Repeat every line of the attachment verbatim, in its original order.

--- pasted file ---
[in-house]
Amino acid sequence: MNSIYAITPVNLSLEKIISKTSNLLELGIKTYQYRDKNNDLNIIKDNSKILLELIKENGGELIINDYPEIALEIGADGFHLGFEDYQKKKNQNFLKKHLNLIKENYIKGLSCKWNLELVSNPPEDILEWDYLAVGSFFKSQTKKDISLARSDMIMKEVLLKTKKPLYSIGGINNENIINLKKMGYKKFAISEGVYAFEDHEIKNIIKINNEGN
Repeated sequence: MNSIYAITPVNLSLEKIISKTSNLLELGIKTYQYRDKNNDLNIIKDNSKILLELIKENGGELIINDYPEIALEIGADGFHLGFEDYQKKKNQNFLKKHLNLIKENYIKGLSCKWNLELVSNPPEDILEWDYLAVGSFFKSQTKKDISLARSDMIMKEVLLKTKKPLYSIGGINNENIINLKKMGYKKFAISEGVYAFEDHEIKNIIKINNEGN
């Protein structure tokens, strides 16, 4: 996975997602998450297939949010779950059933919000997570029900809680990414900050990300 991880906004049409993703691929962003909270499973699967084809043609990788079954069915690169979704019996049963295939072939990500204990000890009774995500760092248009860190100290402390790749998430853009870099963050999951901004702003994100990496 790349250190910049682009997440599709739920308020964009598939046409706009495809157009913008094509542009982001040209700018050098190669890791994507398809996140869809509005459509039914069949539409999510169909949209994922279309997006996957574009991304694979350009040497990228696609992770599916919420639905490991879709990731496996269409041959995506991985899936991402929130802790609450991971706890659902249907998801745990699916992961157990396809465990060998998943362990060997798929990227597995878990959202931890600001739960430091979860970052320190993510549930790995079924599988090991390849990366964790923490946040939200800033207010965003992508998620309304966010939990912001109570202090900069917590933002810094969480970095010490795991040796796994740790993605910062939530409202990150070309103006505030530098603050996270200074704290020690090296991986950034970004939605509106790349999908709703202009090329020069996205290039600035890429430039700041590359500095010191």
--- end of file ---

[in-house]
Amino acid sequence: MNSIYAITPVNLSLEKIISKTSNLLELGIKTYQYRDKNNDLNIIKDNSKILLELIKENGGELIINDYPEIALEIGADGFHLGFEDYQKKKNQNFLKKHLNLIKENYIKGLSCKWNLELVSNPPEDILEWDYLAVGSFFKSQTKKDISLARSDMIMKEVLLKTKKPLYSIGGINNENIINLKKMGYKKFAISEGVYAFEDHEIKNIIKINNEGN
Repeated sequence: MNSIYAITPVNLSLEKIISKTSNLLELGIKTYQYRDKNNDLNIIKDNSKILLELIKENGGELIINDYPEIALEIGADGFHLGFEDYQKKKNQNFLKKHLNLIKENYIKGLSCKWNLELVSNPPEDILEWDYLAVGSFFKSQTKKDISLARSDMIMKEVLLKTKKPLYSIGGINNENIINLKKMGYKKFAISEGVYAFEDHEIKNIIKINNEGN
């Protein structure tokens, strides 16, 4: 996975997602998450297939949010779950059933919000997570029900809680990414900050990300 991880906004049409993703691929962003909270499973699967084809043609990788079954069915690169979704019996049963295939072939990500204990000890009774995500760092248009860190100290402390790749998430853009870099963050999951901004702003994100990496 790349250190910049682009997440599709739920308020964009598939046409706009495809157009913008094509542009982001040209700018050098190669890791994507398809996140869809509005459509039914069949539409999510169909949209994922279309997006996957574009991304694979350009040497990228696609992770599916919420639905490991879709990731496996269409041959995506991985899936991402929130802790609450991971706890659902249907998801745990699916992961157990396809465990060998998943362990060997798929990227597995878990959202931890600001739960430091979860970052320190993510549930790995079924599988090991390849990366964790923490946040939200800033207010965003992508998620309304966010939990912001109570202090900069917590933002810094969480970095010490795991040796796994740790993605910062939530409202990150070309103006505030530098603050996270200074704290020690090296991986950034970004939605509106790349999908709703202009090329020069996205290039600035890429430039700041590359500095010191």